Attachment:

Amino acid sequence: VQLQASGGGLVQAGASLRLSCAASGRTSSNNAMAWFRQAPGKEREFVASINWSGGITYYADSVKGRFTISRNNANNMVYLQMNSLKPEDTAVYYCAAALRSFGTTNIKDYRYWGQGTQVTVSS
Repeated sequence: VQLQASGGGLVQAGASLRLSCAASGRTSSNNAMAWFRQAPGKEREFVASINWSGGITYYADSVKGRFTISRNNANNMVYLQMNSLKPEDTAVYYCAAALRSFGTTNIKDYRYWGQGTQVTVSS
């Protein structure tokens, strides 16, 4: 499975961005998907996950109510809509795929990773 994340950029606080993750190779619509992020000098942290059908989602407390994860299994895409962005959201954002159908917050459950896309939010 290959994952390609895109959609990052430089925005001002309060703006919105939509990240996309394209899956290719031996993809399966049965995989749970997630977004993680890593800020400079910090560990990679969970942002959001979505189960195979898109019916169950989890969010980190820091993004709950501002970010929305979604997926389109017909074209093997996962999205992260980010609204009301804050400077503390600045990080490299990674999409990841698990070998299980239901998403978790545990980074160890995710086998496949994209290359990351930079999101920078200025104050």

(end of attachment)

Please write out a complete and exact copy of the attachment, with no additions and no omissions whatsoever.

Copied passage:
Amino acid sequence: VQLQASGGGLVQAGASLRLSCAASGRTSSNNAMAWFRQAPGKEREFVASINWSGGITYYADSVKGRFTISRNNANNMVYLQMNSLKPEDTAVYYCAAALRSFGTTNIKDYRYWGQGTQVTVSS
Repeated sequence: VQLQASGGGLVQAGASLRLSCAASGRTSSNNAMAWFRQAPGKEREFVASINWSGGITYYADSVKGRFTISRNNANNMVYLQMNSLKPEDTAVYYCAAALRSFGTTNIKDYRYWGQGTQVTVSS
């Protein structure tokens, strides 16, 4: 499975961005998907996950109510809509795929990773 994340950029606080993750190779619509992020000098942290059908989602407390994860299994895409962005959201954002159908917050459950896309939010 290959994952390609895109959609990052430089925005001002309060703006919105939509990240996309394209899956290719031996993809399966049965995989749970997630977004993680890593800020400079910090560990990679969970942002959001979505189960195979898109019916169950989890969010980190820091993004709950501002970010929305979604997926389109017909074209093997996962999205992260980010609204009301804050400077503390600045990080490299990674999409990841698990070998299980239901998403978790545990980074160890995710086998496949994209290359990351930079999101920078200025104050």